Samantha’s #superstoma

26 June, 2017


I was a very healthy 36 year old, enjoying a new fun life with my partner. In July 2015, I had extreme tummy pains and was admitted to hospital. After waking up from investigative surgery I was told I had a bowel disease, diverticulitis. In January 2016 I had surgery to remove my sigmoid colon and take the disease away.  I was recovering well from this operation although suddenly I was in a critical way and was given a blood transfusion, I was monitored closely by the doctors. I felt very ill and was told I was losing a lot of blood but the doctors didn’t know where or why. It was decided I had to have an emergency operation. My biggest worry with the first two operations was I would have a colostomy bag, this was more of a concern with this one. I felt too young to have to have one and didn’t want to have to deal with it.

My operation happened that night. My fiancé Richard arrived and the first question I asked him was did I have a colostomy?, the answer was yes. I was distraught but he kept reassuring me and telling me this was the only option and it had saved my life. The doctors had found a blood clot on one side of my bowel and the other side my bowel was perforated where it hadn’t joined properly during the op. I had a lot to deal with and I was in a lot of pain although I had a good support network with my fiancé, my mum and my twin. The turning point for me was when the stoma nurse came in and changed my bag whilst my partner was sat next to me. He didn’t seem fazed or disgusted (as I was feeling) he held my hand and smiled which kept me calm. I realised I just had to hold my head up high and fight to get better, I was alive and I had to deal with it! I slowly got used to it and the doctor said I was a fighter as I was sent home 3 weeks later after having had two operations in 4 days.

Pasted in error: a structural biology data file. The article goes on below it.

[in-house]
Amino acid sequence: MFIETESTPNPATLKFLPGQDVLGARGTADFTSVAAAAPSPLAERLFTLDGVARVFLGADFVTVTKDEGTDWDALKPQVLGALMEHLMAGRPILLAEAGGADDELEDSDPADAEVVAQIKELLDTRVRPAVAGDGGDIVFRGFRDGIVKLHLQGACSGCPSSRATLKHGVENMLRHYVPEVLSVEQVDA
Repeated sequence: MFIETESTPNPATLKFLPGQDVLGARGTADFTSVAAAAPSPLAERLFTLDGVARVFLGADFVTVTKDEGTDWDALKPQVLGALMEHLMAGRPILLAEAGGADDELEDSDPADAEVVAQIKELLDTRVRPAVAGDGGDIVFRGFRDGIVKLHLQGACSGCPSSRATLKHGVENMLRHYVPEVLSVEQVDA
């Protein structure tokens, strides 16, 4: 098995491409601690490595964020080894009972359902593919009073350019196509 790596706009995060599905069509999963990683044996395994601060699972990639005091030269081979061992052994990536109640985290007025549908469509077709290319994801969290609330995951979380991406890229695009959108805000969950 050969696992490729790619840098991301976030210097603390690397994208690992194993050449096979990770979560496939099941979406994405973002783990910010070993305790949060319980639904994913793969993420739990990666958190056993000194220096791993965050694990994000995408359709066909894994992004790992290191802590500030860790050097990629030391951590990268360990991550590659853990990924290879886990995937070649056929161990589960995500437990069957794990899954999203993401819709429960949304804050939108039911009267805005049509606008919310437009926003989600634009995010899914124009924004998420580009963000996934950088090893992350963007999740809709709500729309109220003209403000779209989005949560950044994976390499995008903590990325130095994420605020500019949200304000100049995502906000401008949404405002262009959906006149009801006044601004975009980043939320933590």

Life with a colostomy was difficult but I had to keep telling myself I could get through it and it had saved my life. I joined the colostomy association group on Facebook and this helped too as I could talk to others going through similar issues.

I had another operation in March 2017, this was for a reversal and the consultant found I had cysts on my ovaries and abscesses in my fallopian tubes, this meant the operation would’ve been too dangerous and too risky to do. I am now waiting for another reversal operation where they will then create an ileostomy and one last operation after to remove that. I hope my next operations will be successful and I look forward to marrying the love of my life.

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